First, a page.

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The Wartime Book Club by Kate Thompson #Review

  The Wartime Book Club is a marvellous historical novel set on Jersey in World War Two. Written by Kate Thompson , it was published by Hodder $ Stoughton on February 13th. Jersey, 1943. Once a warm and neighbourly community, now German soldiers patrol the cobbled streets, imposing a harsh rule on the people of the island. Grace La Mottée, the island's only librarian, is ordered to destroy books which threaten the new regime. Instead, she hides the stories away in secret. Along with her headstrong best friend, postwoman Bea Rose, she wants to fight back. So she forms the wartime book club: a lifeline, offering fearful islanders the joy and escapism of reading. But as the occupation drags on, the women's quiet acts of bravery become more perilous - and more important - than ever before. And, when tensions turn to violence, they are forced to face the true, terrible cost of resistance . . . Based on astonishing real events, The Wartime Book Club is a love letter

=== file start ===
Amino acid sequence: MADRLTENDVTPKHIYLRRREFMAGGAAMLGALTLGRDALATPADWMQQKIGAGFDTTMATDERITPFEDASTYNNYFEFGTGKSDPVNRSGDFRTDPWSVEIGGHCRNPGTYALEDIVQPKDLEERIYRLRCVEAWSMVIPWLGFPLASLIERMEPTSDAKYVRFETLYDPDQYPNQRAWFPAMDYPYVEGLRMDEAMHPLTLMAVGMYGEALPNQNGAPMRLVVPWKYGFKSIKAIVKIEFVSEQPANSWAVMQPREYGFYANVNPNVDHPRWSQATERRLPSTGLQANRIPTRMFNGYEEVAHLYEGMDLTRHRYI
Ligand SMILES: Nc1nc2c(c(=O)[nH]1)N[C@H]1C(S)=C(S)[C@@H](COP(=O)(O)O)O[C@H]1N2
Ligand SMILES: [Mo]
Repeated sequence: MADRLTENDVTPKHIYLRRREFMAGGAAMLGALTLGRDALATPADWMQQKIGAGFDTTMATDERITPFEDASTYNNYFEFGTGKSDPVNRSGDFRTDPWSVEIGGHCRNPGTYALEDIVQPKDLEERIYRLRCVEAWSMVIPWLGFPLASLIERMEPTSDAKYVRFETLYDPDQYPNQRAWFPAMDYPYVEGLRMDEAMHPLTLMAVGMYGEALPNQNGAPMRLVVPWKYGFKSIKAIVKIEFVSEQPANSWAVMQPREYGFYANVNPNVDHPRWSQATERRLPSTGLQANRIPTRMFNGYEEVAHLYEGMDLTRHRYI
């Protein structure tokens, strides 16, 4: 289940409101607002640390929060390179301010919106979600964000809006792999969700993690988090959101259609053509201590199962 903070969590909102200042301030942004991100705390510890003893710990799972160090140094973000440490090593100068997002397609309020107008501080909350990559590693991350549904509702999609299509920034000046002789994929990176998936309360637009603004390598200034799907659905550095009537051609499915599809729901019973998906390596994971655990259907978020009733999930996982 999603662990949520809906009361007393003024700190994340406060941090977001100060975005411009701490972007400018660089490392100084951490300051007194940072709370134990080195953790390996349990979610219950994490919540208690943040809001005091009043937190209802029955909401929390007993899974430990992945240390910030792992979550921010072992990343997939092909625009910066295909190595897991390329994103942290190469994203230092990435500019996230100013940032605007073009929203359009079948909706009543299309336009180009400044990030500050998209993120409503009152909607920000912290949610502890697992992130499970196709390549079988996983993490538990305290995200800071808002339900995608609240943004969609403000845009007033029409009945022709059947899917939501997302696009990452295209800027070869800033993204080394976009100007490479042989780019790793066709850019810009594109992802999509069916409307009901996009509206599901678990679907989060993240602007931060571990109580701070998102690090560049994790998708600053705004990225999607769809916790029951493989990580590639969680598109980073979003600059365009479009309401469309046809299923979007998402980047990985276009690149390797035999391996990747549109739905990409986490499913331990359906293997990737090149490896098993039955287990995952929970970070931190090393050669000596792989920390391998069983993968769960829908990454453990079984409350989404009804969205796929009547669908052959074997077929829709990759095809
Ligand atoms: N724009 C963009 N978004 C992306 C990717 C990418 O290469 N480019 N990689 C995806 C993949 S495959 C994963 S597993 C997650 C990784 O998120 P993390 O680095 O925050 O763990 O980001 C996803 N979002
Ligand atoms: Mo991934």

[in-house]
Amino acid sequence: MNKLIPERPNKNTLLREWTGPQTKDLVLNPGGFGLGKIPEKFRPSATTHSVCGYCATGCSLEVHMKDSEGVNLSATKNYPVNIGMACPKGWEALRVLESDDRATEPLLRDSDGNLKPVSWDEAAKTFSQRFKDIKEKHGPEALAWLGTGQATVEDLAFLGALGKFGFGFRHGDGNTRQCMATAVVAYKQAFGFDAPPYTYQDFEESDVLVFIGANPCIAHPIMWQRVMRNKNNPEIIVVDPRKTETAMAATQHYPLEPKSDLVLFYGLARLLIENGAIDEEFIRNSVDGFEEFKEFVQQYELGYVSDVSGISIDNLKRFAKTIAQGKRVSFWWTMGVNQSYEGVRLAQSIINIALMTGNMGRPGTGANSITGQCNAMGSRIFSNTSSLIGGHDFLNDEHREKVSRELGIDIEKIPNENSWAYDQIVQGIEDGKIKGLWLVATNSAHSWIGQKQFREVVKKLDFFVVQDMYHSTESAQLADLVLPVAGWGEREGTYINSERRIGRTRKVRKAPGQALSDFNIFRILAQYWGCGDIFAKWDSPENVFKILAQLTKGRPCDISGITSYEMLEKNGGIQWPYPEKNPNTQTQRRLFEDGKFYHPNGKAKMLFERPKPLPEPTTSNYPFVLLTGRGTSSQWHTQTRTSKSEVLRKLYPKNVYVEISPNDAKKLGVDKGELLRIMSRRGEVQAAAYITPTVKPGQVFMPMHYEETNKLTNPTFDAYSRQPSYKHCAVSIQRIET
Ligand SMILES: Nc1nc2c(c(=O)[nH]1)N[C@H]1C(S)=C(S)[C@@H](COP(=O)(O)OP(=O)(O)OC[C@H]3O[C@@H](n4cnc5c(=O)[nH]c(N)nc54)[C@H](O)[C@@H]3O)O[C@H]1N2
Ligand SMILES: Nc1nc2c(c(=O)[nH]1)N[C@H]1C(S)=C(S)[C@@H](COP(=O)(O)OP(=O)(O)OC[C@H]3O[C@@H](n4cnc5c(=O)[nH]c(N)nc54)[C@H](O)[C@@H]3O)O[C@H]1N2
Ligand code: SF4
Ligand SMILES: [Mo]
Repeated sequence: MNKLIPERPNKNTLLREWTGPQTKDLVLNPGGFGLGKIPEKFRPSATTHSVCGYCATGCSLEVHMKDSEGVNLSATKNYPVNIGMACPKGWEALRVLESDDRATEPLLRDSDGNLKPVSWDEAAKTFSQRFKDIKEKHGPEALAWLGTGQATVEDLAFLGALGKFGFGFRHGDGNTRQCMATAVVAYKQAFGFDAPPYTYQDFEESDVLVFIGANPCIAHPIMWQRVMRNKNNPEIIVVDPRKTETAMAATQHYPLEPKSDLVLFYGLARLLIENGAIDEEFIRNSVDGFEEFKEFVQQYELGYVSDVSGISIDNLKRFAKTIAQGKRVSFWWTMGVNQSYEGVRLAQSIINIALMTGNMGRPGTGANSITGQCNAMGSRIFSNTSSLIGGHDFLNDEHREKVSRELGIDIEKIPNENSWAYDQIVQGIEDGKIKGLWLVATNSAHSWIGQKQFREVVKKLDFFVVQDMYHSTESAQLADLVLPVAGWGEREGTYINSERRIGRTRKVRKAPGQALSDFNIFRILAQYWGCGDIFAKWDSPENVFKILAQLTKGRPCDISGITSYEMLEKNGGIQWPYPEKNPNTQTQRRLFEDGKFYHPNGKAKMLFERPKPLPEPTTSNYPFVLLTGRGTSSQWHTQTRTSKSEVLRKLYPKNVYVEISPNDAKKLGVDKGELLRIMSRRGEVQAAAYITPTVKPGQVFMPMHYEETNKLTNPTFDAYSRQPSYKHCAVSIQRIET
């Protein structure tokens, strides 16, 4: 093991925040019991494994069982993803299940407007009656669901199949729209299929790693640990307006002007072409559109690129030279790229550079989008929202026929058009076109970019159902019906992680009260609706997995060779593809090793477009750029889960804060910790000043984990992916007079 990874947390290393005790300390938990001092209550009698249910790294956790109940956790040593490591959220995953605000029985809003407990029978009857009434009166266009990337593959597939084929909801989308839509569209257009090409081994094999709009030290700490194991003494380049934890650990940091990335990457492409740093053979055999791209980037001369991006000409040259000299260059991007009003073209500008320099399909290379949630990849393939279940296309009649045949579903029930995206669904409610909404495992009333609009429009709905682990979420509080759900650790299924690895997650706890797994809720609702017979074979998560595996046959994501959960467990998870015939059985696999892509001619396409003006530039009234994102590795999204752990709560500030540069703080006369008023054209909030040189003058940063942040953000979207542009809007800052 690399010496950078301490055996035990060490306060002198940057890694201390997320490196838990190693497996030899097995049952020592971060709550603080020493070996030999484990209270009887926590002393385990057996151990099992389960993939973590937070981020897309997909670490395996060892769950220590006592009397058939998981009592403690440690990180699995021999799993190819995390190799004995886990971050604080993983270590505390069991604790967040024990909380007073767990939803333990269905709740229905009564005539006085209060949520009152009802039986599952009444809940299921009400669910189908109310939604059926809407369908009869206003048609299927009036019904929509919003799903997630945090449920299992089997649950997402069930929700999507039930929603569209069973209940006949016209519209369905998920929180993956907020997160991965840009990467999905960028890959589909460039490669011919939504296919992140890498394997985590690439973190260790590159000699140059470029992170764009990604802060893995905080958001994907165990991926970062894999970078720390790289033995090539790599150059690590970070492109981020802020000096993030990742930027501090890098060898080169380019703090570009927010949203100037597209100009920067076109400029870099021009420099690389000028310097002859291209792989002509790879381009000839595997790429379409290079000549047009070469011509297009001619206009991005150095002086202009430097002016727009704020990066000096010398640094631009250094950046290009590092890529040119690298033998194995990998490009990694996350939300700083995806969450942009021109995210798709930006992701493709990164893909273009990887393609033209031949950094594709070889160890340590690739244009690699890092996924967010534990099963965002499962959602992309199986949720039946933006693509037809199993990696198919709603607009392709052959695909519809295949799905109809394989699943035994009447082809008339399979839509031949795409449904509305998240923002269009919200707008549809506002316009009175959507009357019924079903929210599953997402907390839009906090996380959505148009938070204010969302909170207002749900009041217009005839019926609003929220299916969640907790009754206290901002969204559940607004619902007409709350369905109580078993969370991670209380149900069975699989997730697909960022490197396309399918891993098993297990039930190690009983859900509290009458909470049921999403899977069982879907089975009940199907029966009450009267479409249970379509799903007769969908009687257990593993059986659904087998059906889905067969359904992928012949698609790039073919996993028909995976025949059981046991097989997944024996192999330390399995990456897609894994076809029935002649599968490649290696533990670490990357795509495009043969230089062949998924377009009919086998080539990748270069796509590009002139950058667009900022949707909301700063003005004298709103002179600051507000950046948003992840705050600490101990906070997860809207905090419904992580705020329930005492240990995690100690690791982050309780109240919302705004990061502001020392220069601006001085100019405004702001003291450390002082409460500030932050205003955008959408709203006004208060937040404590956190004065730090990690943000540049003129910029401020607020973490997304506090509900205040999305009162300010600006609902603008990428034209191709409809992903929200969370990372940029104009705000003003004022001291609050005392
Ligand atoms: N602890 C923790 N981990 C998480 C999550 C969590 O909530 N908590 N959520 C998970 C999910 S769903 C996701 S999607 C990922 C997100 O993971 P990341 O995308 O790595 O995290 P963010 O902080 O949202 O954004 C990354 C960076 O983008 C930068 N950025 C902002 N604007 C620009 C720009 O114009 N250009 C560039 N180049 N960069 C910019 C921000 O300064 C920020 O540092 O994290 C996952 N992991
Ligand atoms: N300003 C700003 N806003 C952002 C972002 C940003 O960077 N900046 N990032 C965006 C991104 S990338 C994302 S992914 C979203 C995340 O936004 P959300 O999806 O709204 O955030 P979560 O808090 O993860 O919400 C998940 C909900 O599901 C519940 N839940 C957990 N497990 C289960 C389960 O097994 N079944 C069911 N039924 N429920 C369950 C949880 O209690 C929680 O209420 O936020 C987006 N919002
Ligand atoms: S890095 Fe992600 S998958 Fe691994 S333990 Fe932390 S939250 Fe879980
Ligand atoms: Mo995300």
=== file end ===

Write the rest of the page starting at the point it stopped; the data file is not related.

After Alice by Gregory Maguire

    After Alice by Gregory Maguire is a re-imagining of Lewis Carroll's Alice's Adventures in Wonderland. Ada, who is mentioned in Lewis Carroll's work, sets off to find Alice and a minute late, tumbles down the rabbit hole herself. We follow her search for Alice in the subterranean world of inconsistent rules and strange happenings, as she meets some of the familiar characters found in the original. Above the ground, Lydia, Alice's sister and Ada's governess are on the lookout for the girls. 

    The premise of the book sounded quite interesting. Modern takes on Victorian literature always appeal to me but I found that the style of writing made it a difficult read. The vocabulary and sentence structure were self- consciously complicated. I also found that that two parallel plotlines, one above and one below the ground seemed separate and unconnected. Including real life people such as Charles Darwin was a nice touch however and Victorian Oxford was a welcome character in the book. 

In short: a slightly disappointing journey down the rabbit hole. 

Thanks to the publishers, Headline, for a copy of the book via Bookbridgr. 


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